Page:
The couple entered an atrium adjacent to their bedroom, guardian in tow. Inside the vestibule was a large well of water, heated from the floor beneath by fires. The two settled themselves into the water carefully. Devan smiled awkwardly, “I’m so glad you suggested this, I need a bath after that-“ he gestured vaguely but she understood his meaning. He brushed a wild curl out of her face, “How are you feeling? I haven’t really been told… I just knew they snatched you out of there.”
Her forehead creased, “So, you knew I was alive?”
“Yes, I knew. But I haven’t heard anything since that. Just now I was trying to see what the Lesheale sisters knew, if they’d spoken to their brother recently, did they know of his recent escapades (crimes to you and me), etcetera. But if they knew anything they certainly didn’t divulge it.”
A long silence passed, full of the things they couldn’t say. “I’m so happy you’re alive I don’t really know what to ask first,” he ventured.
Bingham felt a sharp sting behind her eyes, “Yes.”
He nodded carefully, his eyes never breaking from her, “Jaeron, can you have the cook send us whatever is available for dinner and a carafe of cold water? I’m sure my wife is hungry.”
“Yes, milord,” and with that Jaeron disappeared into a dark alcove.
Finally, they were alone and Devan truly smiled, “I’m sorry, love. They aren’t used to being sent away.”
“I’m not used to being overheard,” she said.
“I’m sorry I didn’t come for you myself,” Devan said quickly, “I should have, and I know what it means to your people. Even though we have guardians here who do that, it was a mistake.”
“Yes,” she answered slowly, “but it was your first.”
He smiled again and shifted towards her. She rested her head on his shoulder.
“Why didn’t they let me see you when I came home?” Bingham questioned.
“Probably because they were afraid that if you didn’t believe me about the Lesheale girls that you would run back to your mother in tears and we would lose your parent's support,” Devan answered. “Were you able to get any information that might help us?”
She began shaking her head apologetically. “They kept asking me about the Forbidden Land,” she shrugged.
“What did you tell them?” Devan asked.
“I lied,” she smiled, “I said we’d only been married a month. That I didn’t know anything about your customs and culture. But they didn’t believe me,” her brow furrowed.
“Well, I told you I would pull you out after three months. Regardless of the consequences. I keep my word.” With this last solemn note he raised a glass to her.
“It seemed longer than three months…” she trailed off.
“Hey,” he stiffened, “this wasn’t my idea you know. I told you this would be foolish and risky. But still you insisted.”
“I know,” she nodded, “you were right. Maybe I did overhear something and suppressed it. I’ll bet something will trigger a memory later. But it’s not as if I had writing utensils with me.”
Devan gave his own nod in response.
“Why are they here?” Bingham asked after a beat.
“What do you mean? I told you about-“ he began.
“Yes, but- but why do they think they are here?” she rephrased.
“We have a yearly summit. Part of an agreement from years in the past. We haven’t held up our end in recent years because of the war. We get a pass if the kingdom is in a political transition,” he explained. “Not safe enough for delegates.”
“And the Lesheale sisters are here for the summit?” she asked again.
“Yes,” he answered, “it begins in two days.”
Bingham’s eyes stayed with her glass, and doubt began to brew under them.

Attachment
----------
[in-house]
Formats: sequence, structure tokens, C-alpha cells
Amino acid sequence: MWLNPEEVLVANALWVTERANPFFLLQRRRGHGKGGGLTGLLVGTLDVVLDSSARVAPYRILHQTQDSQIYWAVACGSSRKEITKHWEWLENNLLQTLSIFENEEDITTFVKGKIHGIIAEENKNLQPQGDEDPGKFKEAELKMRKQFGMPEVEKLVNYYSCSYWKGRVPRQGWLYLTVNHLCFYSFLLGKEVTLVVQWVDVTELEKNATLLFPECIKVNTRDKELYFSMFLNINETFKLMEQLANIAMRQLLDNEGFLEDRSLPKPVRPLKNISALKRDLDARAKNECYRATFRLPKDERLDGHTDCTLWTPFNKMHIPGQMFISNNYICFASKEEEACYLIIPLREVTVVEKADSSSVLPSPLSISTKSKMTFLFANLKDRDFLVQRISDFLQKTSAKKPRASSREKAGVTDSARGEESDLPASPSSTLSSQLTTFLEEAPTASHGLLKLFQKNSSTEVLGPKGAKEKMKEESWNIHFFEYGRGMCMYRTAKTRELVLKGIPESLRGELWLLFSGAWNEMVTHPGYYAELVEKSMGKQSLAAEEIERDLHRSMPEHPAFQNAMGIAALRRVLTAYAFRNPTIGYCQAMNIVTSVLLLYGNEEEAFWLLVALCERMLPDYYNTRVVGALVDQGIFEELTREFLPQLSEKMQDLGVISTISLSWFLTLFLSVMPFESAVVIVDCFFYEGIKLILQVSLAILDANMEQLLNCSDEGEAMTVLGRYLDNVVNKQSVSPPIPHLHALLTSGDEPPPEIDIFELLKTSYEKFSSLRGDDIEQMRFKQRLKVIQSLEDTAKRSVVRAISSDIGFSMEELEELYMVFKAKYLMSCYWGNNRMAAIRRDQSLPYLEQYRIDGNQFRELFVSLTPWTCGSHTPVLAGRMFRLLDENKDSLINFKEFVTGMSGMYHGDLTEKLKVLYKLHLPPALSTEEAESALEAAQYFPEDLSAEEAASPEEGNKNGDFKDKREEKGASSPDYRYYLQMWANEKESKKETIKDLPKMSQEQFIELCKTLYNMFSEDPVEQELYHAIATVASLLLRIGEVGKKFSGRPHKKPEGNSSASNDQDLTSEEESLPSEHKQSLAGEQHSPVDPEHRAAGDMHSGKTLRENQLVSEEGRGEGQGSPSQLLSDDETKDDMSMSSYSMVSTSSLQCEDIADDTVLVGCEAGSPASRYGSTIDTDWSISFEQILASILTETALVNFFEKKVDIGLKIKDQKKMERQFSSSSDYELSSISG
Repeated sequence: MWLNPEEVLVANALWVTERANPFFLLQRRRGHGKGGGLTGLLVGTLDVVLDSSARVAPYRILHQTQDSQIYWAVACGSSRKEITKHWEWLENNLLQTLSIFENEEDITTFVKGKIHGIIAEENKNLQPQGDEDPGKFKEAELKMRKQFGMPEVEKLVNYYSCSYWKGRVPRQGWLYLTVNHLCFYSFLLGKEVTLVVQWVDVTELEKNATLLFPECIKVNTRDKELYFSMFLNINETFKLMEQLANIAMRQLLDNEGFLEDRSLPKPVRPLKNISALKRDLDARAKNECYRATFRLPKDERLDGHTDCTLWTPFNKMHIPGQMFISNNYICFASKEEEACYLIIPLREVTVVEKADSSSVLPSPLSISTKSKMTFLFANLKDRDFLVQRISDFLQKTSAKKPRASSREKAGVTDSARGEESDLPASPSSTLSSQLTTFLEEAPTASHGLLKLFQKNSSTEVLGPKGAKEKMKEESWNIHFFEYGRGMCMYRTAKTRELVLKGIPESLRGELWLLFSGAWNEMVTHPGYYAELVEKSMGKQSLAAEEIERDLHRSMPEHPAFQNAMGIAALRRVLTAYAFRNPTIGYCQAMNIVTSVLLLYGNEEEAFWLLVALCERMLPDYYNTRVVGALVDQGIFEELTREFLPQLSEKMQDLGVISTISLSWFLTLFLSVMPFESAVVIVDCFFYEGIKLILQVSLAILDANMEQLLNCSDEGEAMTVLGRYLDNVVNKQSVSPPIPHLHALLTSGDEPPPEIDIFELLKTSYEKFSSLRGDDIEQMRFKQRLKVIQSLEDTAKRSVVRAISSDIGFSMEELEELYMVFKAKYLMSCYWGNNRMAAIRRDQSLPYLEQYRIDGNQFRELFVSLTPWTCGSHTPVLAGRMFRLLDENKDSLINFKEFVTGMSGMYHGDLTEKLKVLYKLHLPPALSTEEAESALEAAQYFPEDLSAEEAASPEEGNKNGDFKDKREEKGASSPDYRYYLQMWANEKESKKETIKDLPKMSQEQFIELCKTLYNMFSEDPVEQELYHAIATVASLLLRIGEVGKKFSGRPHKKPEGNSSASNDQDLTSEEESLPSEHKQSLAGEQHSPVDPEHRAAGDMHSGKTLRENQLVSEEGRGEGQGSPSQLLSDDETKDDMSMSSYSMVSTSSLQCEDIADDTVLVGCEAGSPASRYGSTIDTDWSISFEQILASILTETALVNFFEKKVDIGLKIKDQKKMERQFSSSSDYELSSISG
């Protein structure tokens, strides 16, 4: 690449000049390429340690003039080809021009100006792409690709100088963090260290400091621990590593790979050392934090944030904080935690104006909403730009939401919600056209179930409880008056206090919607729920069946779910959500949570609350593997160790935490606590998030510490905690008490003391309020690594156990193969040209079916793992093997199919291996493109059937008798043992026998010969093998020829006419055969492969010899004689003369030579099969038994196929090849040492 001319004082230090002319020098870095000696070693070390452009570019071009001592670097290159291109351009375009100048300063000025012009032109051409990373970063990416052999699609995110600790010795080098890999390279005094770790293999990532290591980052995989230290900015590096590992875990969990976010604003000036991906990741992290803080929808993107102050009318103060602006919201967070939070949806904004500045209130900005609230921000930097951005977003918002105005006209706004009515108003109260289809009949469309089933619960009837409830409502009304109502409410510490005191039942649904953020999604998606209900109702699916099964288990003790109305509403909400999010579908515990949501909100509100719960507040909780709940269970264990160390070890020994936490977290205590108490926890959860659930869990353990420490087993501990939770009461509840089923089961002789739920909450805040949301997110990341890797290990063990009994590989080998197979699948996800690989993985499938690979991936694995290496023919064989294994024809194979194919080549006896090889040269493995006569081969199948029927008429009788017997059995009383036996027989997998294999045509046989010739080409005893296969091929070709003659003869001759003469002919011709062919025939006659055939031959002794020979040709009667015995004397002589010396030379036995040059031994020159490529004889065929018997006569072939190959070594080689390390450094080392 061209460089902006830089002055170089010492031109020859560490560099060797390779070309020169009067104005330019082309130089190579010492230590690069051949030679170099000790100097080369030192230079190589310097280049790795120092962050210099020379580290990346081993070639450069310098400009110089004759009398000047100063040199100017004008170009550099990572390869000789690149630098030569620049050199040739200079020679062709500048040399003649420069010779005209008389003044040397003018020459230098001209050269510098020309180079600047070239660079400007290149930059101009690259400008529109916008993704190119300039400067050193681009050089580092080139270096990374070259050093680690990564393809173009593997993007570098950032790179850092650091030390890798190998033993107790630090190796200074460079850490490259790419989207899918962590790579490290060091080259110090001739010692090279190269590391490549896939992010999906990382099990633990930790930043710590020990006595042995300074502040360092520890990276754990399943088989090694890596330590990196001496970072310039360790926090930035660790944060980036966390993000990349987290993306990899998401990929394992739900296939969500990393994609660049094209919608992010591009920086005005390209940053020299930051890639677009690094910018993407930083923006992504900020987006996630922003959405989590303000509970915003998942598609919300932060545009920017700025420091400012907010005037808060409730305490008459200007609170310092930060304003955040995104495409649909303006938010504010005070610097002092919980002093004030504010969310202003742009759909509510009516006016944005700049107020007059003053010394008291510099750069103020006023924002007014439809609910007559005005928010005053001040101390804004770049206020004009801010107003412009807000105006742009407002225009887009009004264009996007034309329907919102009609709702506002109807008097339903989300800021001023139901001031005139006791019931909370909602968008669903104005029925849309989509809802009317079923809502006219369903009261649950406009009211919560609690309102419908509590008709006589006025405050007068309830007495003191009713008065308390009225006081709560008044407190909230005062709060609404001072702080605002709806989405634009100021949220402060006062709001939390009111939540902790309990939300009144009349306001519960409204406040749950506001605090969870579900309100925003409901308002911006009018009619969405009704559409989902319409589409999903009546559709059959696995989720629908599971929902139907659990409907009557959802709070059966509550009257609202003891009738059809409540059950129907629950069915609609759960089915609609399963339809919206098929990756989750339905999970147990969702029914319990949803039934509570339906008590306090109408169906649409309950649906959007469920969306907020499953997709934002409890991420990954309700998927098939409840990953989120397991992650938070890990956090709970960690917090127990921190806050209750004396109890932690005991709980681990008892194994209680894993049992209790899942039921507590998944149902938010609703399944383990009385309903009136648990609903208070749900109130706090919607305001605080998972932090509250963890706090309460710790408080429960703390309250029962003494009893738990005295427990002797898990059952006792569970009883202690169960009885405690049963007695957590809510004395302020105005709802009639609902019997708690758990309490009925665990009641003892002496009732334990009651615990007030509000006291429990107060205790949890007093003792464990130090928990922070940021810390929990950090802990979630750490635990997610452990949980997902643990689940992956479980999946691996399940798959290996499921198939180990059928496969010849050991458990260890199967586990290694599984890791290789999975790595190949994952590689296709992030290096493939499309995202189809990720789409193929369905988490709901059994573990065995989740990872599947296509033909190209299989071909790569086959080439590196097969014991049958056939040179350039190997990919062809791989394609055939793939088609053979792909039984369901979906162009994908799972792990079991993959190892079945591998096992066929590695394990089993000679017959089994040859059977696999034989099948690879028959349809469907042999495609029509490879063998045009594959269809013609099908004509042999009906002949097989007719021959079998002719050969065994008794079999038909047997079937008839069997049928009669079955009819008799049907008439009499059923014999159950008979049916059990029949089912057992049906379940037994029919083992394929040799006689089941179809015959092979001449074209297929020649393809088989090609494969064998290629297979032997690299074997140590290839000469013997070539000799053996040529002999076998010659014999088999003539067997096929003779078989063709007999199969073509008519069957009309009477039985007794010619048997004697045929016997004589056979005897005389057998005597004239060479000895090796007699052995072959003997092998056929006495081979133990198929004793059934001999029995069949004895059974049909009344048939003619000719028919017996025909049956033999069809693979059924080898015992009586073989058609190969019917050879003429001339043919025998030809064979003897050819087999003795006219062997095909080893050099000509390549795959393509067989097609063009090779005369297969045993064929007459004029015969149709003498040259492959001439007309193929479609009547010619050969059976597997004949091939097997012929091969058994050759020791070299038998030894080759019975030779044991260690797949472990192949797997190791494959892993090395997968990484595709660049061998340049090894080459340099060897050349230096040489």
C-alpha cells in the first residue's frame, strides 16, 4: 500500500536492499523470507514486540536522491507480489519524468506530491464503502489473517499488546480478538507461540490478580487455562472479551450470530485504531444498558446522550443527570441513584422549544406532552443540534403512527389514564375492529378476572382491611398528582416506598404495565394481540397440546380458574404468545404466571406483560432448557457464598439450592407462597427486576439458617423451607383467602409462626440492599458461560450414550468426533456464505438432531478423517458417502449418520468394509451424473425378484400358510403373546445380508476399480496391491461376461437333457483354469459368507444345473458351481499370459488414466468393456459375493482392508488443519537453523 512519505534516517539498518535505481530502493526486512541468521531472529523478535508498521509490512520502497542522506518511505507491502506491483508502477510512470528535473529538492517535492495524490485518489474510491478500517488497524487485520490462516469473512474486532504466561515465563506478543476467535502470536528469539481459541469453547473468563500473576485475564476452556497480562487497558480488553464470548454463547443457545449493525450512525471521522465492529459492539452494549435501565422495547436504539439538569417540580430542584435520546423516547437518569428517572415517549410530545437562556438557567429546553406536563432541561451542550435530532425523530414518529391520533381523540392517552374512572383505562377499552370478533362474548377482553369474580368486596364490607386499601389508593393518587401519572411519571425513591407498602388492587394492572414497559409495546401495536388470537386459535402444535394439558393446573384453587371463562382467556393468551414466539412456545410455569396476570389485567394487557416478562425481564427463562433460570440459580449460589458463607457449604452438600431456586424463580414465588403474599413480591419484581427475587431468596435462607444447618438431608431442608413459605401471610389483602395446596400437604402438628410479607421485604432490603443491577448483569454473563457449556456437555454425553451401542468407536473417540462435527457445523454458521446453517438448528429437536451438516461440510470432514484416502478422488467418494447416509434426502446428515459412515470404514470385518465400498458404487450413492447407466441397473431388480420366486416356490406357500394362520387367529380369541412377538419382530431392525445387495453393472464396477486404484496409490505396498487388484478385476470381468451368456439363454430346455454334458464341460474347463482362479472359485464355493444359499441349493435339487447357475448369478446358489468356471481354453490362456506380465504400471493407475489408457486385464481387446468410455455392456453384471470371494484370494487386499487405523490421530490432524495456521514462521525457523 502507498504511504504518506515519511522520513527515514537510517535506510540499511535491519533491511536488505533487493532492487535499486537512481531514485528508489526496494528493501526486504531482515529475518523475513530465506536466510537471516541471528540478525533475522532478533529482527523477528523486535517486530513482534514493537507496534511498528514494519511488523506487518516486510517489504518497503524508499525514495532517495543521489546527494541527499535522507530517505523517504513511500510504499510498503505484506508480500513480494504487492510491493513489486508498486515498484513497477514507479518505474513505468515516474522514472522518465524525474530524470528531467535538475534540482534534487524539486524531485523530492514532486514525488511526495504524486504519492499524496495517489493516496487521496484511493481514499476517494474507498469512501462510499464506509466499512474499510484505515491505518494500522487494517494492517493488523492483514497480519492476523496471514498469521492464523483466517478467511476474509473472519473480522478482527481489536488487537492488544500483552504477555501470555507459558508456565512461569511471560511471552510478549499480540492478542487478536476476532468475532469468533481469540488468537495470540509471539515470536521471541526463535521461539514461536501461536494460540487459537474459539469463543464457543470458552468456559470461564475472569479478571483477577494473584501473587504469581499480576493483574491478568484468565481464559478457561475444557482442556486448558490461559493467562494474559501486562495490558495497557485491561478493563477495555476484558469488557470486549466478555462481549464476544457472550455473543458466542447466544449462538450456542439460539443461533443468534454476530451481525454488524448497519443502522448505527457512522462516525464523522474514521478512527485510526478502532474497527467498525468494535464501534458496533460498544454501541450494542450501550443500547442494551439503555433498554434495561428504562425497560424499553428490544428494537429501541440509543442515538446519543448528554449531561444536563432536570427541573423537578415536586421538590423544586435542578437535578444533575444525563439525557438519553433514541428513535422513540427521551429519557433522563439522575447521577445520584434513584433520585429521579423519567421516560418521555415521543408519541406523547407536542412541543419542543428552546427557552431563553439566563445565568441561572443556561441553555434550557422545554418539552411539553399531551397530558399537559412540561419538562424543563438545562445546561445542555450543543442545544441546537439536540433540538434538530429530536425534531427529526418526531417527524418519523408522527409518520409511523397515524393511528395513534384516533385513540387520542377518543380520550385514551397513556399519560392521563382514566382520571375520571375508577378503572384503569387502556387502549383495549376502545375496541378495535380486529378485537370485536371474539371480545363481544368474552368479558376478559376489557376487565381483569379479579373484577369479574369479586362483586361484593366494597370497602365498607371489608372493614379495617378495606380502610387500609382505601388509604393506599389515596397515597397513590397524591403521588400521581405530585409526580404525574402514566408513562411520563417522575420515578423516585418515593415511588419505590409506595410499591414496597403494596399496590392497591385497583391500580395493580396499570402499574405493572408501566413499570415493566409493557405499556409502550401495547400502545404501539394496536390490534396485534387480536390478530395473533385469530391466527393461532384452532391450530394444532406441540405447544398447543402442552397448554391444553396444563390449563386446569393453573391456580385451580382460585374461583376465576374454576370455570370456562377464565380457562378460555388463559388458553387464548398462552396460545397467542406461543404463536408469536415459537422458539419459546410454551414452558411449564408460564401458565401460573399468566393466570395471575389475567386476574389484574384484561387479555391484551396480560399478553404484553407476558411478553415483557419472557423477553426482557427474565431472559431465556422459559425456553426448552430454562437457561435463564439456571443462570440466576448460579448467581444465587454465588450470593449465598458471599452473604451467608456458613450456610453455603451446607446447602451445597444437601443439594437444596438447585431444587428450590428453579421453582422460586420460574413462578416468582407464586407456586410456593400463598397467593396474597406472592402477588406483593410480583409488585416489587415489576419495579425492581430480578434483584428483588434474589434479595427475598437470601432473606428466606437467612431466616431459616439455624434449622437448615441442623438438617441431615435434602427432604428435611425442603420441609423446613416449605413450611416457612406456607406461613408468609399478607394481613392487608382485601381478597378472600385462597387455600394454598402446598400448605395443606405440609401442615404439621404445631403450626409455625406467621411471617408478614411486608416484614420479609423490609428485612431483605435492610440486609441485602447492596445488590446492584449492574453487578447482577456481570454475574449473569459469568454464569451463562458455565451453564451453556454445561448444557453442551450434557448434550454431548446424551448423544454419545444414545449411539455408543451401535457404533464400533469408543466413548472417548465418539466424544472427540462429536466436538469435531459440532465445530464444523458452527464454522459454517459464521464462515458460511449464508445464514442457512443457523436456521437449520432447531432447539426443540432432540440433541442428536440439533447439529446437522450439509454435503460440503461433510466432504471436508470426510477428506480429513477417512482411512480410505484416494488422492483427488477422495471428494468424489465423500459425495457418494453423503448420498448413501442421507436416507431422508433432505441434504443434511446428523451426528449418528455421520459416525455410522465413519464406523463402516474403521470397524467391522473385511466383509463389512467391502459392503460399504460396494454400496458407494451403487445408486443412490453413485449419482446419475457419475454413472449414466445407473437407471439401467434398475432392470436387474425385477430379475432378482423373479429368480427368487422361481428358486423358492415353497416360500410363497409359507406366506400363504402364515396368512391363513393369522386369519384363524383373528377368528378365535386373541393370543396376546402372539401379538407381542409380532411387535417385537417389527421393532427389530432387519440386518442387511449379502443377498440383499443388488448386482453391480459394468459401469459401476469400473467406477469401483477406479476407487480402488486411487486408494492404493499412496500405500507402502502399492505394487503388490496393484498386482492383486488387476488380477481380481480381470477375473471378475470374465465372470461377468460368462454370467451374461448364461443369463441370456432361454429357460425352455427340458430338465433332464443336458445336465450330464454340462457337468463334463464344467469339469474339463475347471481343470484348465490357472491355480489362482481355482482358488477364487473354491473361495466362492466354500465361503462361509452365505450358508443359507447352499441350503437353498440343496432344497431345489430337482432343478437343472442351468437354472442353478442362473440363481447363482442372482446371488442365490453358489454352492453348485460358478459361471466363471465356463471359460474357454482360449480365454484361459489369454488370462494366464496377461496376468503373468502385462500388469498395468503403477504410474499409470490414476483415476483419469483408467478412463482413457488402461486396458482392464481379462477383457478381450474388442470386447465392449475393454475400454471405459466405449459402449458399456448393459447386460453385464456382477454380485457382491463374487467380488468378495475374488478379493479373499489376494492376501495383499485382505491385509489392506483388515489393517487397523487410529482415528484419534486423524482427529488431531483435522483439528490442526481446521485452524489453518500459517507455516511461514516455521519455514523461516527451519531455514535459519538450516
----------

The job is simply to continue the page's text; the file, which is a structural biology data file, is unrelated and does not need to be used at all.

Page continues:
“Which means I’m regrettably going to be very busy this week. All the major border kingdoms’ leadership and administration come, we have a festival, competitions, and it’s quite an event. I was hoping it might help unify the people, make us all feel one again. Maybe later, when things have calmed and the infrastructure has been restored to the major provinces… it shouldn’t take that long if I can generate the right atmosphere… Maybe we could take a trip?" Devan poured another glass for himself.
Her forehead creased with a realization, “You mean that he is coming here?”
Devan was dazed by her response, “Who?”
“Jupiter, and Lipus. The Antions. They are coming to the summit?”
Devan’s face revealed an ache that was not of the body, “The Antions have been allies to our kingdom for thousands of years before Jupiter kidnapped you. They are stronger than us; they have more resources, greater mobility. The least my people deserve is a verbal confrontation between us. We’ve just lost 350,000 of our kinsmen to our own discord. I don’t plan on running off and beginning another war just yet.”
“They kidnapped me and tortured me for weeks.” She stared at him, incredulous. She felt the tickle of moisture on her cheek.
“We allowed them to do so…” he reminded.
“But they don’t know that.” she said, shaking her head in disgust.
He raised his hands in a defensive gesture. Looking to find the words, his answer came in a pained whisper, “My father and mother just cooled a vicious civil war which cost them their lives. What army would you have me send?”
She only nodded as if stifled.
“Do you think I don’t care about what happened to you?” his blue eyes were broken with concern. “I shudder at the thought of what you’ve just been through. But I didn’t marry you because I needed more territory to defend. I could run into Jupiter’s palace, cut his heart out myself and send it to you. But I would never make it out alive and I would pass to you the burdens I am now faced with. I realize you are frustrated with my behavior but you aren’t in Balian anymore. I don’t have the resources your parents do, and you will not be able to convince them yourself to take sides against Antion. I married you because I saw strength, and that is what I need from you now. Jupiter will have his time, but we need to work together to make that happen. I cannot defeat him alone.”
She nodded, “Then I am with you.”